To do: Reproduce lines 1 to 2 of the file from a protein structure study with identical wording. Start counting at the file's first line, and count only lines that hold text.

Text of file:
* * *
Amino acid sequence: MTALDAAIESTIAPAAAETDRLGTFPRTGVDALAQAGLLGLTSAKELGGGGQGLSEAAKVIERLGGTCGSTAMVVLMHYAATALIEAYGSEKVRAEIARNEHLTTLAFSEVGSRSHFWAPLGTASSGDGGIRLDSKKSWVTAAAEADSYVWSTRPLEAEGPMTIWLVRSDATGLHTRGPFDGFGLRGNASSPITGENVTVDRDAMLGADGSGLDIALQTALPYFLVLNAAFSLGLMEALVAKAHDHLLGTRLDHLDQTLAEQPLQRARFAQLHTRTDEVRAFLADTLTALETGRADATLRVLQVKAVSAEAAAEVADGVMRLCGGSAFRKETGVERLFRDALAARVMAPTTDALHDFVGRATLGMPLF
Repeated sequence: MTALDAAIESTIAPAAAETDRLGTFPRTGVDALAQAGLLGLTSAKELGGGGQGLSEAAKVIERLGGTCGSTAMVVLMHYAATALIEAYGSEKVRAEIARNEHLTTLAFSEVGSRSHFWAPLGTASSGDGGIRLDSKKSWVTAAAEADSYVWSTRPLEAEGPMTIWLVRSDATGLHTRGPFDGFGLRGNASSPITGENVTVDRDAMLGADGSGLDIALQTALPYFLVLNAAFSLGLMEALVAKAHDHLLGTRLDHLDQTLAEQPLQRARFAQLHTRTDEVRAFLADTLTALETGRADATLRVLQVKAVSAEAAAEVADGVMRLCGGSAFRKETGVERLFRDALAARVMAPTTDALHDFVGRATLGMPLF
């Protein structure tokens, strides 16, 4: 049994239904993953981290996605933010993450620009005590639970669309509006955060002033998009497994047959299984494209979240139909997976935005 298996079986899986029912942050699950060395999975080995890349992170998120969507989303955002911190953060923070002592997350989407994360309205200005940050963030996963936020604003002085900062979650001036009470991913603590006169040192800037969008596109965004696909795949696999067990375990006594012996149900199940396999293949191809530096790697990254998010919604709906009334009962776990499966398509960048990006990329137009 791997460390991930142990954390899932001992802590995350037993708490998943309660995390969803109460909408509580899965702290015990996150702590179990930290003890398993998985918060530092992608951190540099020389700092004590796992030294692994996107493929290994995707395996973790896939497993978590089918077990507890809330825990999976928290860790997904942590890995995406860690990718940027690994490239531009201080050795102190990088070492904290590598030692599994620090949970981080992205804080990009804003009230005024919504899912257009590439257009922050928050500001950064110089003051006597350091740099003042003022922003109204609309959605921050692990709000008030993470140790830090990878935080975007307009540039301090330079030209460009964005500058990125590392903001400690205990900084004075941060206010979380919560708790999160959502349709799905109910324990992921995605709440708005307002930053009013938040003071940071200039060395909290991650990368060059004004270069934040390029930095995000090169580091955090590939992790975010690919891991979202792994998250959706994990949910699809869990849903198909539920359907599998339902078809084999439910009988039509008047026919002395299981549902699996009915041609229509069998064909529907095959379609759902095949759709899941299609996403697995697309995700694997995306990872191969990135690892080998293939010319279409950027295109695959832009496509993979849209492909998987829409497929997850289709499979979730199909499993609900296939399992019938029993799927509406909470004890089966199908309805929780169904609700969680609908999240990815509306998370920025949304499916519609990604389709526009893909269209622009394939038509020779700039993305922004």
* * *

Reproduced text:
Amino acid sequence: MTALDAAIESTIAPAAAETDRLGTFPRTGVDALAQAGLLGLTSAKELGGGGQGLSEAAKVIERLGGTCGSTAMVVLMHYAATALIEAYGSEKVRAEIARNEHLTTLAFSEVGSRSHFWAPLGTASSGDGGIRLDSKKSWVTAAAEADSYVWSTRPLEAEGPMTIWLVRSDATGLHTRGPFDGFGLRGNASSPITGENVTVDRDAMLGADGSGLDIALQTALPYFLVLNAAFSLGLMEALVAKAHDHLLGTRLDHLDQTLAEQPLQRARFAQLHTRTDEVRAFLADTLTALETGRADATLRVLQVKAVSAEAAAEVADGVMRLCGGSAFRKETGVERLFRDALAARVMAPTTDALHDFVGRATLGMPLF
Repeated sequence: MTALDAAIESTIAPAAAETDRLGTFPRTGVDALAQAGLLGLTSAKELGGGGQGLSEAAKVIERLGGTCGSTAMVVLMHYAATALIEAYGSEKVRAEIARNEHLTTLAFSEVGSRSHFWAPLGTASSGDGGIRLDSKKSWVTAAAEADSYVWSTRPLEAEGPMTIWLVRSDATGLHTRGPFDGFGLRGNASSPITGENVTVDRDAMLGADGSGLDIALQTALPYFLVLNAAFSLGLMEALVAKAHDHLLGTRLDHLDQTLAEQPLQRARFAQLHTRTDEVRAFLADTLTALETGRADATLRVLQVKAVSAEAAAEVADGVMRLCGGSAFRKETGVERLFRDALAARVMAPTTDALHDFVGRATLGMPLF